Memorable Manitobans: Nathaniel Boyd (1853-1941)
Born at Lachute, Quebec on 9 July 1853, son of Hugh Boyd and Marie Kilfoyle, brother of William James Boyd, he was educated at the public schools of Ottawa, Ontario. He commenced a career as an operator with the Montreal Telegraph Company, in charge of the branch office at the Chaudiere Lumber Mills, Ottawa, 1870; an operator at the House of Commons, 1876; chief despatcher and confidential clerk to railway contractor M. J. Haney, 1879; he was engaged in building the Canadian Pacific Railway main line between Cross Lake and Rat Portage, Ontario, 1880-1881.
Boyd went to Manitoba as a CPR train despatcher. He began ranching in 1886 and established the saw milling firm of Boyd and Crow with mills at Winnipeg and Kenora (Ontario) from 1881 to 1888; he commenced breeding horses and Galloway cattle in 1888. The Boyd Ranching Company was formed with stock farm of 7,000 acres, about ten miles from Carberry, in 1882. He formed the railway contracting firm McArthur and Boyd which built the Hudson’s Bay Railway.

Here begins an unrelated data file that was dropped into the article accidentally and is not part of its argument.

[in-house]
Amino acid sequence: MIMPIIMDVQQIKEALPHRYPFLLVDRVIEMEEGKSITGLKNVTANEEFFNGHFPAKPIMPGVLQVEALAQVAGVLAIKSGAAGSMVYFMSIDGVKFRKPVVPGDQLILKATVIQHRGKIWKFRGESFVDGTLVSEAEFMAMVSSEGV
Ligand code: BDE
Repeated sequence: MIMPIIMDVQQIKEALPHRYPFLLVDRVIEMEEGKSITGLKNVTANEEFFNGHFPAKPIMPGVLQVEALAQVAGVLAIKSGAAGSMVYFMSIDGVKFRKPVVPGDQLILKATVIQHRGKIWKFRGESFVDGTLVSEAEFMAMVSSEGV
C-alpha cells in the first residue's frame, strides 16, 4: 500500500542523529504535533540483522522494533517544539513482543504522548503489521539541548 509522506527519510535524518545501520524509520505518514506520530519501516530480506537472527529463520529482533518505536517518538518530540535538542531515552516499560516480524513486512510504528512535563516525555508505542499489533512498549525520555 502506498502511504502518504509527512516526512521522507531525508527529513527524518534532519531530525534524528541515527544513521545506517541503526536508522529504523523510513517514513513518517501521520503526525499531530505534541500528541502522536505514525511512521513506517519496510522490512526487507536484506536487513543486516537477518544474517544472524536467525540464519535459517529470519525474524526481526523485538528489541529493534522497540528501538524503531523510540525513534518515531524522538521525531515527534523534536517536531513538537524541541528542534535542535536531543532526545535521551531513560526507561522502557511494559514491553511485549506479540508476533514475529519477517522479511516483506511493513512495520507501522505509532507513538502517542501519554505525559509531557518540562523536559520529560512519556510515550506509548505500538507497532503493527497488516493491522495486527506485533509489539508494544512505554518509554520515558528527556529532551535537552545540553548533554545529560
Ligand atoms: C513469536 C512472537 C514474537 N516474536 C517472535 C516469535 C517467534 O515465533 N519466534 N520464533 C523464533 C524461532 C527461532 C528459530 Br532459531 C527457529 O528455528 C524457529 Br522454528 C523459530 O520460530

He was married twice, first to Eliza Jane Abbott (?-?) on 12 June 1878 and second to Maude Boyd (?-?) in 1905. He had a son and a daughter.
Boyd was a candidate in the 1891 federal general election but he was defeated by Robert Watson. He was elected at a by-election on 15 July 1892 and at the 1896 general election. The election was declared void on 30 March 1897 and J. G. Rutherford replaced him. He was re-elected in 1900 and sat until the dissolution of the Ninth Parliament but was defeated in the 1904 federal general election.
He died at Winnipeg on 9 November 1941.
Who’s Who in Western Canada: A Biographical Dictionary of Notable Living Men and Women of Western Canada, Volume 1, edited by C. W. Parker, Vancouver: Canadian Press Association, 1911.
The Canadian Directory of Parliament, 1867-1967, edited by J. K. Johnson, Public Archives of Canada, Ottawa [Library and Archives Canada], 1968.
This page was prepared by Gordon Goldsborough.
Page revised: 26 February 2022